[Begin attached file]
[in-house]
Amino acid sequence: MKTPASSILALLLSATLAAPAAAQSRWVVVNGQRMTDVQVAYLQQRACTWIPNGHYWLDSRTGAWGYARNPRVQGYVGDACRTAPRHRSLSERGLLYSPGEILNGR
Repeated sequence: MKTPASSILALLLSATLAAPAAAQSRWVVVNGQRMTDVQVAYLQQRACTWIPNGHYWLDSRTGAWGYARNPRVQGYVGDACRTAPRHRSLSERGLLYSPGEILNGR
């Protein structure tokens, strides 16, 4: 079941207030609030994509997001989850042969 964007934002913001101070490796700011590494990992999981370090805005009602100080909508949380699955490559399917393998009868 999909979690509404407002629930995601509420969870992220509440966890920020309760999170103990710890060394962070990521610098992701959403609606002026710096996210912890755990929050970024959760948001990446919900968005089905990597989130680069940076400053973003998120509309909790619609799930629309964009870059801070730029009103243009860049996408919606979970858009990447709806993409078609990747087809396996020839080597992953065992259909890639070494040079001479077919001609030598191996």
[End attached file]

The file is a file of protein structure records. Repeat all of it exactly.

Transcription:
[in-house]
Amino acid sequence: MKTPASSILALLLSATLAAPAAAQSRWVVVNGQRMTDVQVAYLQQRACTWIPNGHYWLDSRTGAWGYARNPRVQGYVGDACRTAPRHRSLSERGLLYSPGEILNGR
Repeated sequence: MKTPASSILALLLSATLAAPAAAQSRWVVVNGQRMTDVQVAYLQQRACTWIPNGHYWLDSRTGAWGYARNPRVQGYVGDACRTAPRHRSLSERGLLYSPGEILNGR
């Protein structure tokens, strides 16, 4: 079941207030609030994509997001989850042969 964007934002913001101070490796700011590494990992999981370090805005009602100080909508949380699955490559399917393998009868 999909979690509404407002629930995601509420969870992220509440966890920020309760999170103990710890060394962070990521610098992701959403609606002026710096996210912890755990929050970024959760948001990446919900968005089905990597989130680069940076400053973003998120509309909790619609799930629309964009870059801070730029009103243009860049996408919606979970858009990447709806993409078609990747087809396996020839080597992953065992259909890639070494040079001479077919001609030598191996």